LeMay – America’s Car Museum (and for Beautiful Reasons)

  • story by David M. Brown
  • posted on 02/2015
  • posted in: Great Garages

Next time in Tacoma, sail Puget Sound, ascend Mount Rainier, and stop in at LeMay – America’s Car Museum (ACM).

In Washington’s third largest city, ACM displays approximately 300 cars, trucks, and motorcycles on a rotating cycle, with regular special events.

Within the nine-acre campus, 2702 E. D St., are also 10 active exhibits, a theater, café, store, racing simulators, slot car track, family zone, banquet facilities, preservation shop, resource center and classrooms.

At one time, in fact, Harold and Nancy LeMay’s 3,000-plus collection of automobiles, motorcycles, trucks, other vehicles and related memorabilia was listed in the Guinness Book of World Records as the largest privately owned collection in the world.

In 1998, Harold, a local businessman, and his wife formed the 501c3 Harold E. LeMay Museum and committed to donating their vehicles, and those acquired, to explore the broad themes of American mobility and lifestyle in an instructive and entertaining manner.

Each with an individual theme, the exhibits tell an aspect of America’s history through the “lens” of the automobile. These are linked to the classroom through digital links and classroom activities, says ACM’s Chief Curator Scot Keller.

The Center Collections Galleries are the open exhibit storage, adds ACM Collection Manager Renee Crist. “The cars in our storage galleries are ordered in some story lines, but we prefer not to stack all years, makes, marques in rows together. So, you may be able see the difference between a Hudson versus a Hupmobile of the same era or two cars that may have had similar or contrasting design functions, for example.” 

Keller says that ACM separates itself from a traditional car museum by offering an immersive experience that is both authentic for the ardent car enthusiast, relevant to nonexperts and fun for both.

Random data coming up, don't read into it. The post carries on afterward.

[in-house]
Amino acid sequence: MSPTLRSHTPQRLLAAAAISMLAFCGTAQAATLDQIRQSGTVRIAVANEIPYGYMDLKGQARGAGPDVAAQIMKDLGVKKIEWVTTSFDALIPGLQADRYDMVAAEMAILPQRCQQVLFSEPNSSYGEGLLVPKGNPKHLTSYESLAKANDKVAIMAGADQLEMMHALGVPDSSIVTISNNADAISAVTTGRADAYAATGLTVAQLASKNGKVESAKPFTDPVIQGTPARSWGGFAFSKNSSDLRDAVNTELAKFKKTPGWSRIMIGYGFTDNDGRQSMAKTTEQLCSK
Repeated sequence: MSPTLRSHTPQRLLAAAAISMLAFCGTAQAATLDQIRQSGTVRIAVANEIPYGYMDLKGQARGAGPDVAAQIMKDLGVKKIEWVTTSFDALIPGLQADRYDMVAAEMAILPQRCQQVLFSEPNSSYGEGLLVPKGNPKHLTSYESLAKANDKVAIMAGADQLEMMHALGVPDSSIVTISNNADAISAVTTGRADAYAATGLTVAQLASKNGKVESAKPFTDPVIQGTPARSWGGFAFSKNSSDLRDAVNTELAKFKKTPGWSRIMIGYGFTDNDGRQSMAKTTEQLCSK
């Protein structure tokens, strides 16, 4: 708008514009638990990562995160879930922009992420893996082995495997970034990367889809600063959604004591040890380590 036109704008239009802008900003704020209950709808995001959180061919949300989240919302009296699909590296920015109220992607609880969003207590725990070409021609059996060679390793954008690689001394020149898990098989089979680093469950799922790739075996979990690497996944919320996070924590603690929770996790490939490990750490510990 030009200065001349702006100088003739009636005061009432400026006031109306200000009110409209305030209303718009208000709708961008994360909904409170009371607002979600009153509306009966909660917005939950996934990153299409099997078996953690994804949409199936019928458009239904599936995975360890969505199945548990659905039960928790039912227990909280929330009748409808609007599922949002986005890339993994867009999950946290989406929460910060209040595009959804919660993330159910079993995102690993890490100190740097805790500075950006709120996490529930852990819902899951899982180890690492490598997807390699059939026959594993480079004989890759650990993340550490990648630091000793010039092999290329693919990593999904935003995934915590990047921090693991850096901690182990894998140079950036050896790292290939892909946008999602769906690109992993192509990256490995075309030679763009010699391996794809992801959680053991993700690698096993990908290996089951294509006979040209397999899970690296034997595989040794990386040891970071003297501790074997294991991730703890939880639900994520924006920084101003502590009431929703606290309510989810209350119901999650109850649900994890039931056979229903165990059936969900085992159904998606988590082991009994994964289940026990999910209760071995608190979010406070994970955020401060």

ACM is designed to preserve history and celebrate the world’s automotive culture. “Personal experiences with cars are at the heart of the American experience,” says ACM President and CEO David Madeira, “and we showcase more than a century of automotive lifestyle and history as well as the future of transportation.”

Here are six reasons to book that flight or fire up your classic for a visit:

Simplex Crane Model 5 –– “To those who demand the utmost in smoothness flexibility and luxurious comfort, this car is dedicated,” advertised the short-lived Simplex Automobile Company (1907−1917). A builder of racing and touring cars, the company was best known for its high-priced luxury cars, such as this exquisite six-cylinder, 46-horsepower, three-speed manual four-door.

Bodied by Brewster & Co. of New York, the Simplex had luxury amenities that often were found in cars 10 to 15 times the average American’s annual salary the year America entered World War I. At the same time, the Crane Simplex chassis was even guaranteed for life if it remained with the original purchaser.

With its longitudinal leaf spring suspension, it offered a luxury ride in contrast to the bumpier ones in some less expensive cars with the popular transverse springs.

ACM’s Simplex Crane was ordered by John D. Rockefeller Jr. as a birthday present for his father, John D. Rockefeller Sr. “Mr. R is making birthday gift of car to his father,” noted The Brewster Body order record, “and request us to endeavor to have it completed for delivery July 8th. Do our best.”  

In 1937, the Rockefellers gave the car to the Boston Museum of Automotive Conveyance in Chestnut Hill, Massachusetts. After two other owners, Harold E. LeMay purchased it in 1995 at auction and donated it to ACM in 1997.

1930 Duesenberg Model J Convertible –– When the “World’s Finest Motor Car” debuted at the 1928 New York Auto Show, the wowed audience dubbed it “smooth,” “powerful”, “sophisticated,” “rugged,” “beautiful.” All of these, the custom-built car was the robust American response to Mercedes, Hispano-Suiza and the Rolls Phantom II.

Fred Duesenberg’s Lycoming engine is a 420-cid, 265-bhp, 8-cylinder in-line engine with twin overhead cams and four valves per cylinder, mated to a three-speed manual. The production cars could do at least 116 mph and 0−100 in 21 seconds. The racing versions had proved their stuff in 1921, as a Duesenberg was the first American car to win the Grand Prix of LeMans, France.